A pinboard by
Sonam Parakh

Postdoctoral research fellow, Macqaurie University, Sydney, Australia


Redox (reduction/oxidation) regulated mechanisms key players in Amyotrophic Lateral Sclerosis

Balanced chemical reactions (redox) are very crucial for proper functioning of neurons. It is the most central and fundamental process which promotes longevity. However, during Amyotrophic Lateral Sclerosis (ALS), neurons lose their capacity to maintain redox balance and degenerate. Furthermore, protective redox molecules which assist in maintaining redox balance also becomes non-functional. This project is to identify the sources and targets of such redox imbalance in ALS. It aims to improve the function of protective redox molecules and establish homoeostasis. This project will therefore open up new avenues for the development of novel therapeutics in ALS, based on maintenance of cellular redox balance.


ALS-associated TDP-43 induces endoplasmic reticulum stress, which drives cytoplasmic TDP-43 accumulation and stress granule formation.

Abstract: In amyotrophic lateral sclerosis (ALS) and frontotemporal lobar degeneration, TAR DNA binding protein 43 (TDP-43) accumulates in the cytoplasm of affected neurons and glia, where it associates with stress granules (SGs) and forms large inclusions. SGs form in response to cellular stress, including endoplasmic reticulum (ER) stress, which is induced in both familial and sporadic forms of ALS. Here we demonstrate that pharmacological induction of ER stress causes TDP-43 to accumulate in the cytoplasm, where TDP-43 also associates with SGs. Furthermore, treatment with salubrinal, an inhibitor of dephosphorylation of eukaryotic initiation factor 2-α, a key modulator of ER stress, potentiates ER stress-mediated SG formation. Inclusions of C-terminal fragment TDP-43, reminiscent of disease-pathology, form in close association with ER and Golgi compartments, further indicating the involvement of ER dysfunction in TDP-43-associated disease. Consistent with this notion, over-expression of ALS-linked mutant TDP-43, and to a lesser extent wildtype TDP-43, triggers several ER stress pathways in neuroblastoma cells. Similarly, we found an interaction between the ER chaperone protein disulphide isomerase and TDP-43 in transfected cell lysates and in the spinal cords of mutant A315T TDP-43 transgenic mice. This study provides evidence for ER stress as a pathogenic pathway in TDP-43-mediated disease.

Pub.: 07 Dec '13, Pinned: 29 Aug '17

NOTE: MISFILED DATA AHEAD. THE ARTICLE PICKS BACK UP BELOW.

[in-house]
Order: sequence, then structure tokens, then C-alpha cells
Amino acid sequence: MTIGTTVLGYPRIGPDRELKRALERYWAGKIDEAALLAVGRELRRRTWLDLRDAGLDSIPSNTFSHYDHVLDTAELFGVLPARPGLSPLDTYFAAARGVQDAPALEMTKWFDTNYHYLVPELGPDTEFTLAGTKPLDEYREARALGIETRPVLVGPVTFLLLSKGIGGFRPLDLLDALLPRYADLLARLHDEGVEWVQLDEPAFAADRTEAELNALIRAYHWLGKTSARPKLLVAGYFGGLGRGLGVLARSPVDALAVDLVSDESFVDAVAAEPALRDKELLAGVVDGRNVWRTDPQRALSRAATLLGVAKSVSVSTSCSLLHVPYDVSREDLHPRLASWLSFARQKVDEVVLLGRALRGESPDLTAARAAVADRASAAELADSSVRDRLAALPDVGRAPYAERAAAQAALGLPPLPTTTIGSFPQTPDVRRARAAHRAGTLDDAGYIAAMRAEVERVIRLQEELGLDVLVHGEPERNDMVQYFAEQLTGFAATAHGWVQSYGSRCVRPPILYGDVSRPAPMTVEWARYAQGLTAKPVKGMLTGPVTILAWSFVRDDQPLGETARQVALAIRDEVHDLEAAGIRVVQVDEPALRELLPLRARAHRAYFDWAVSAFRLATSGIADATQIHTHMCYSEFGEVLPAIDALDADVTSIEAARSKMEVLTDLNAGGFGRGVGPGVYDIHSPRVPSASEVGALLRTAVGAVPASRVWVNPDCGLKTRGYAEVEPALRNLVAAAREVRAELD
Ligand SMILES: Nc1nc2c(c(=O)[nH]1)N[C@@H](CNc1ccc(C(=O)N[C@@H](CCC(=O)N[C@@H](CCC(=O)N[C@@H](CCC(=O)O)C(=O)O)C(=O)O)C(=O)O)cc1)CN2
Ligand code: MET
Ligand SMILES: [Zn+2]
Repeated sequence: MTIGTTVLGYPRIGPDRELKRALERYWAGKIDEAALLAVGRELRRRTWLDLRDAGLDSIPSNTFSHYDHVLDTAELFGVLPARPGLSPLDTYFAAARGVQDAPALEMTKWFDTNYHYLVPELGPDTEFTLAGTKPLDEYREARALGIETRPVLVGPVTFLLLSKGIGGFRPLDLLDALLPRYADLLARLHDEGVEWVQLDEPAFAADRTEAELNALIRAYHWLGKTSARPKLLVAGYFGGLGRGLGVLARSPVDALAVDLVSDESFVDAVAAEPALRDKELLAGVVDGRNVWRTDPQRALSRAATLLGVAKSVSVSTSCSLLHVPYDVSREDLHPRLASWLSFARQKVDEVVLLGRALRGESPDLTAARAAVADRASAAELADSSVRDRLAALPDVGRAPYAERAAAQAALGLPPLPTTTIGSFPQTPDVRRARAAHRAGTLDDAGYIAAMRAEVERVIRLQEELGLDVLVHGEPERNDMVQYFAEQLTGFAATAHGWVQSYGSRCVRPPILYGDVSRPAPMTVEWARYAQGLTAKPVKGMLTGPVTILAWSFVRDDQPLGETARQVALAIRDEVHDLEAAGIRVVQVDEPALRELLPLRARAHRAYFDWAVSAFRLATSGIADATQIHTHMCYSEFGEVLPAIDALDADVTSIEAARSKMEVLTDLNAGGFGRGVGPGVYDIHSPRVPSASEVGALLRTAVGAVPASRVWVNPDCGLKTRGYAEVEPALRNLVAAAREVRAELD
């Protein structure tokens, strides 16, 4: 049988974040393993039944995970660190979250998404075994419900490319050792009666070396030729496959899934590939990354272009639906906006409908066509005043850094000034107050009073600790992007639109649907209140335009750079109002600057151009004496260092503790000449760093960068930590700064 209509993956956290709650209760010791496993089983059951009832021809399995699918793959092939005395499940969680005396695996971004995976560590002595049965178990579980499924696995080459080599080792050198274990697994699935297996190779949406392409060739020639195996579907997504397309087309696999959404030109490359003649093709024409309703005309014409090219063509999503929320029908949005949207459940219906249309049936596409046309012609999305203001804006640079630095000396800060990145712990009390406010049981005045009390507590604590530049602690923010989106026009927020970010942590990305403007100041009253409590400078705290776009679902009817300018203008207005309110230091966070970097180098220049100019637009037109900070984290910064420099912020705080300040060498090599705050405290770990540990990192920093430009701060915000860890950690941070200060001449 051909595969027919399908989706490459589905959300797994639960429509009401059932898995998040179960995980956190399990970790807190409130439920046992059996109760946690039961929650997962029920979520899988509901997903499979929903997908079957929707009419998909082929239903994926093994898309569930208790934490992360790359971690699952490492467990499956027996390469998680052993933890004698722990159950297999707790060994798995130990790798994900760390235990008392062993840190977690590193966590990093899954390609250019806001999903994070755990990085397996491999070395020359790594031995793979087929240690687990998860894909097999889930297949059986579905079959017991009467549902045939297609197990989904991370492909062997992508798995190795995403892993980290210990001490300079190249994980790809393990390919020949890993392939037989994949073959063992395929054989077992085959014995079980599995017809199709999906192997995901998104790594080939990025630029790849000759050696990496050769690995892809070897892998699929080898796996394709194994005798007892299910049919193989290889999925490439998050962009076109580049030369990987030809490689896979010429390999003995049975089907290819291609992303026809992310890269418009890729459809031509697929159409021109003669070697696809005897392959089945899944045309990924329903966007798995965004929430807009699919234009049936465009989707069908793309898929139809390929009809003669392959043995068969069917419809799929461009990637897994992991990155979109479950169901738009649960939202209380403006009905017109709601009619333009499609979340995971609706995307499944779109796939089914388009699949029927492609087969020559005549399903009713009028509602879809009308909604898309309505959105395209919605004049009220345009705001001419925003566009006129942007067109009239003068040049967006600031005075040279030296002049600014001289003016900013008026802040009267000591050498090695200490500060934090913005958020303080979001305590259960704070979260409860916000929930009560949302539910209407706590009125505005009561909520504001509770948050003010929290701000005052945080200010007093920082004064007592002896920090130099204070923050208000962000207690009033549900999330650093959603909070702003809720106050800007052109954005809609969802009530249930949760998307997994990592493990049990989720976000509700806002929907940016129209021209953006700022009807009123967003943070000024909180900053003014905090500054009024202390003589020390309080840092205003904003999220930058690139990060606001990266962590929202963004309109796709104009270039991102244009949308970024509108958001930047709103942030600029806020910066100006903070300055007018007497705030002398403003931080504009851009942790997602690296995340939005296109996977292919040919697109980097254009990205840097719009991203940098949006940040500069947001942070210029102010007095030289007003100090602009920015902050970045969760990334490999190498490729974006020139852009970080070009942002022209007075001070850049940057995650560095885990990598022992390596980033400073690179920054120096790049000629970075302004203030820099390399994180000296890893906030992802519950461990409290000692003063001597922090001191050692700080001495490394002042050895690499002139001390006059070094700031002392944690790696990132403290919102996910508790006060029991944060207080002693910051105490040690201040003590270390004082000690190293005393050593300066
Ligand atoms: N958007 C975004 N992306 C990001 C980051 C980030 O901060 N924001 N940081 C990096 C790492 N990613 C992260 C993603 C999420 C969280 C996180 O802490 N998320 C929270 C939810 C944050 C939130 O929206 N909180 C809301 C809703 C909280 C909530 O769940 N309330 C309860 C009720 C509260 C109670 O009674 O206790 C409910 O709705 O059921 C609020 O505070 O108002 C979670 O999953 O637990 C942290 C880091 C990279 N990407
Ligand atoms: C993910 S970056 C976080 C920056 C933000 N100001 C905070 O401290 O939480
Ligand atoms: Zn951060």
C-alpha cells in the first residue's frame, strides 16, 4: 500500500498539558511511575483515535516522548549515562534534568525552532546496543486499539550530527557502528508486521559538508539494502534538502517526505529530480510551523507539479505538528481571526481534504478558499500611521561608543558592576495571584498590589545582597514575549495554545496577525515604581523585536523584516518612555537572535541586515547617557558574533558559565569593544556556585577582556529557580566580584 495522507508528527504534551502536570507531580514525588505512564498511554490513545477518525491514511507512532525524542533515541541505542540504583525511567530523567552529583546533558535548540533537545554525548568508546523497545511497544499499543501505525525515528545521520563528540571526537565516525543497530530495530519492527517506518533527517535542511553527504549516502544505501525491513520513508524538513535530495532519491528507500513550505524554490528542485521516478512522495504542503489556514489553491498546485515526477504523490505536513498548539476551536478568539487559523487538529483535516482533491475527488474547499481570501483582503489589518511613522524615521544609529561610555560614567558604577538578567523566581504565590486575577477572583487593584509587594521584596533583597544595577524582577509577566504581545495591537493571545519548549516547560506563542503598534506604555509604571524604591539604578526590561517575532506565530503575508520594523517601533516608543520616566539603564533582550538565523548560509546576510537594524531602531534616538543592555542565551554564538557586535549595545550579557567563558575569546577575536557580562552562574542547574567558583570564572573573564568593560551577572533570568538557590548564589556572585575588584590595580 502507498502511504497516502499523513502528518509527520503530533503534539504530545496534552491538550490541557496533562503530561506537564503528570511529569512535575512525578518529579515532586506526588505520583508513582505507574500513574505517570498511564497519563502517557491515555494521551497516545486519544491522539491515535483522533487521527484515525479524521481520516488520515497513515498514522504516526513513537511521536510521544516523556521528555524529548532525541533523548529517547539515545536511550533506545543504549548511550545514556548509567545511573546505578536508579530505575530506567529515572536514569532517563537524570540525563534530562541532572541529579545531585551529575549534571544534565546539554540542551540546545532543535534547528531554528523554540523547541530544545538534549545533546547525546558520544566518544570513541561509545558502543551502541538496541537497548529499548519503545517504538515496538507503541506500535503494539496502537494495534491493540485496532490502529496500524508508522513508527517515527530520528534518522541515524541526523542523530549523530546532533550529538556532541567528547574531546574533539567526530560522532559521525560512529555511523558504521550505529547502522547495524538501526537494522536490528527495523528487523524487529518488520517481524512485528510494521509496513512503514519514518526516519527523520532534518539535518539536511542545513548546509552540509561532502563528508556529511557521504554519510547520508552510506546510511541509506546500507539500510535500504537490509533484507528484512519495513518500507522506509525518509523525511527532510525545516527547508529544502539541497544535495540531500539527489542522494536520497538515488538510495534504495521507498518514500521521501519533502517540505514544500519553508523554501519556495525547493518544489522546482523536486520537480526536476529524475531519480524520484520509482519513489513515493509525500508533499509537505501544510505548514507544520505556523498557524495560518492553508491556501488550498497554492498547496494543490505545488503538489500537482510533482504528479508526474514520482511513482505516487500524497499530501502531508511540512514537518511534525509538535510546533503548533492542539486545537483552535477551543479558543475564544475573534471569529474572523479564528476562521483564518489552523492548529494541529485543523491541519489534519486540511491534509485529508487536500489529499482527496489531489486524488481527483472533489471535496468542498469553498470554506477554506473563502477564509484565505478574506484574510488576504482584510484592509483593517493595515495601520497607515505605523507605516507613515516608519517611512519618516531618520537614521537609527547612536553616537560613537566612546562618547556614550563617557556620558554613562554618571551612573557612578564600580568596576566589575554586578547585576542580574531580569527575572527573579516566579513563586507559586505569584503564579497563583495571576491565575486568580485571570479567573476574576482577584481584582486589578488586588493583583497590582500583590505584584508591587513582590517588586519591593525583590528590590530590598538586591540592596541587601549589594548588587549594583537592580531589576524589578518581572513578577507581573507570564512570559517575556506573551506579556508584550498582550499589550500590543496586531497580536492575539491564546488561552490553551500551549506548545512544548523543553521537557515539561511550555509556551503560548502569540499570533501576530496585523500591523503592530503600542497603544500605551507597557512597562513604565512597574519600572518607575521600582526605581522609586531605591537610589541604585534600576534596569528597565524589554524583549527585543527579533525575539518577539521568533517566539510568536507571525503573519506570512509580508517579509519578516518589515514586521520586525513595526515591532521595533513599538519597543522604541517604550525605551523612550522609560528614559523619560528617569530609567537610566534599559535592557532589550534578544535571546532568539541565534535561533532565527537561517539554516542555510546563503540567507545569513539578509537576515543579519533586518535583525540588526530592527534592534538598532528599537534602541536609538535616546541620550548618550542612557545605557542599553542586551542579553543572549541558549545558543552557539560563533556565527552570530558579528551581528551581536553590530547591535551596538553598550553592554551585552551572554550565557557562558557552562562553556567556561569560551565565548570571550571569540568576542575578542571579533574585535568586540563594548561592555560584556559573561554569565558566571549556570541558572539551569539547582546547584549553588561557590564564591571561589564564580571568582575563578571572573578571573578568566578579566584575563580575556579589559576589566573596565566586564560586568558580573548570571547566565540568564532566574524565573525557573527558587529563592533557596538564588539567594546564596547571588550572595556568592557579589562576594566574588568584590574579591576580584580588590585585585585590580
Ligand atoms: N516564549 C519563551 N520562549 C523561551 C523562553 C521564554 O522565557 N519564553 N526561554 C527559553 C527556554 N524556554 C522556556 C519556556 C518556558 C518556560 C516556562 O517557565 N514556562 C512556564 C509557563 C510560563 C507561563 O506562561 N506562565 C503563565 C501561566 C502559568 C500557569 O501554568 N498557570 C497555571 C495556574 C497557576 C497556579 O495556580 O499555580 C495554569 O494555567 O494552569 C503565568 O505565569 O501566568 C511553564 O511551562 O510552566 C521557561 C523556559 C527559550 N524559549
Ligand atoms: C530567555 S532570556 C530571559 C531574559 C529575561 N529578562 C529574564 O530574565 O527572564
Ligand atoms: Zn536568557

Rab1-dependent ER-Golgi transport dysfunction is a common pathogenic mechanism in SOD1, TDP-43 and FUS-associated ALS.

Abstract: Several diverse proteins are linked genetically/pathologically to neurodegeneration in amyotrophic lateral sclerosis (ALS) including SOD1, TDP-43 and FUS. Using a variety of cellular and biochemical techniques, we demonstrate that ALS-associated mutant TDP-43, FUS and SOD1 inhibit protein transport between the endoplasmic reticulum (ER) and Golgi apparatus in neuronal cells. ER-Golgi transport was also inhibited in embryonic cortical and motor neurons obtained from a widely used animal model (SOD1(G93A) mice), validating this mechanism as an early event in disease. Each protein inhibited transport by distinct mechanisms, but each process was dependent on Rab1. Mutant TDP-43 and mutant FUS both inhibited the incorporation of secretory protein cargo into COPII vesicles as they bud from the ER, and inhibited transport from ER to the ER-Golgi intermediate (ERGIC) compartment. TDP-43 was detected on the cytoplasmic face of the ER membrane, whereas FUS was present within the ER, suggesting that transport is inhibited from the cytoplasm by mutant TDP-43, and from the ER by mutant FUS. In contrast, mutant SOD1 destabilised microtubules and inhibited transport from the ERGIC compartment to Golgi, but not from ER to ERGIC. Rab1 performs multiple roles in ER-Golgi transport, and over-expression of Rab1 restored ER-Golgi transport, and prevented ER stress, mSOD1 inclusion formation and induction of apoptosis, in cells expressing mutant TDP-43, FUS or SOD1. Rab1 also co-localised extensively with mutant TDP-43, FUS and SOD1 in neuronal cells, and Rab1 formed inclusions in motor neurons of spinal cords from sporadic ALS patients, which were positive for ubiquitinated TDP-43, implying that Rab1 is misfolded and dysfunctional in sporadic disease. These results demonstrate that ALS-mutant forms of TDP-43, FUS, and SOD1 all perturb protein transport in the early secretory pathway, between ER and Golgi compartments. These data also imply that restoring Rab1-mediated ER-Golgi transport is a novel therapeutic target in ALS.

Pub.: 25 Aug '15, Pinned: 29 Aug '17